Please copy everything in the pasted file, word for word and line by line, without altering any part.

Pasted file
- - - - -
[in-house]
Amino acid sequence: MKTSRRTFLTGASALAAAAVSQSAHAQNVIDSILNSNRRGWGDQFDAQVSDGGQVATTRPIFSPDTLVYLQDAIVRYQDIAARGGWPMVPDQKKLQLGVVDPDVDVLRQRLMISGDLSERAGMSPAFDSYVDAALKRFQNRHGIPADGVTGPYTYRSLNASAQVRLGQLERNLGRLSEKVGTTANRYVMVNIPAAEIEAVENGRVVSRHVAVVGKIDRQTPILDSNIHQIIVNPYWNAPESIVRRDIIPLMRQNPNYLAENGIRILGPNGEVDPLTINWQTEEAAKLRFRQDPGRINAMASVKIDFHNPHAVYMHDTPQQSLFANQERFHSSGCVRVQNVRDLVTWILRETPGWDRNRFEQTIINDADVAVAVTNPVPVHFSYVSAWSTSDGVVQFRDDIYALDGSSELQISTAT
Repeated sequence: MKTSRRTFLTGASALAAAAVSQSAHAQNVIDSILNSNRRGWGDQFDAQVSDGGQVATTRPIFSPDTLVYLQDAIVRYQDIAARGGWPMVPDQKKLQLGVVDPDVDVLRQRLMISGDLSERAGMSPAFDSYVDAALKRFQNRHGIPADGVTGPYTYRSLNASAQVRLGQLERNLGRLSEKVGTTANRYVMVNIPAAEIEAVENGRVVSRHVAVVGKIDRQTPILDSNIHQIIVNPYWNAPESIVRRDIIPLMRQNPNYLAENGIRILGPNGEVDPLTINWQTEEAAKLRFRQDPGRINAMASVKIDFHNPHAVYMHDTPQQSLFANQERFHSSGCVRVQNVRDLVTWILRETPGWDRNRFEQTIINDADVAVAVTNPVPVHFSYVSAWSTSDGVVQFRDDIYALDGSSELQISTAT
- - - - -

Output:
[in-house]
Amino acid sequence: MKTSRRTFLTGASALAAAAVSQSAHAQNVIDSILNSNRRGWGDQFDAQVSDGGQVATTRPIFSPDTLVYLQDAIVRYQDIAARGGWPMVPDQKKLQLGVVDPDVDVLRQRLMISGDLSERAGMSPAFDSYVDAALKRFQNRHGIPADGVTGPYTYRSLNASAQVRLGQLERNLGRLSEKVGTTANRYVMVNIPAAEIEAVENGRVVSRHVAVVGKIDRQTPILDSNIHQIIVNPYWNAPESIVRRDIIPLMRQNPNYLAENGIRILGPNGEVDPLTINWQTEEAAKLRFRQDPGRINAMASVKIDFHNPHAVYMHDTPQQSLFANQERFHSSGCVRVQNVRDLVTWILRETPGWDRNRFEQTIINDADVAVAVTNPVPVHFSYVSAWSTSDGVVQFRDDIYALDGSSELQISTAT
Repeated sequence: MKTSRRTFLTGASALAAAAVSQSAHAQNVIDSILNSNRRGWGDQFDAQVSDGGQVATTRPIFSPDTLVYLQDAIVRYQDIAARGGWPMVPDQKKLQLGVVDPDVDVLRQRLMISGDLSERAGMSPAFDSYVDAALKRFQNRHGIPADGVTGPYTYRSLNASAQVRLGQLERNLGRLSEKVGTTANRYVMVNIPAAEIEAVENGRVVSRHVAVVGKIDRQTPILDSNIHQIIVNPYWNAPESIVRRDIIPLMRQNPNYLAENGIRILGPNGEVDPLTINWQTEEAAKLRFRQDPGRINAMASVKIDFHNPHAVYMHDTPQQSLFANQERFHSSGCVRVQNVRDLVTWILRETPGWDRNRFEQTIINDADVAVAVTNPVPVHFSYVSAWSTSDGVVQFRDDIYALDGSSELQISTAT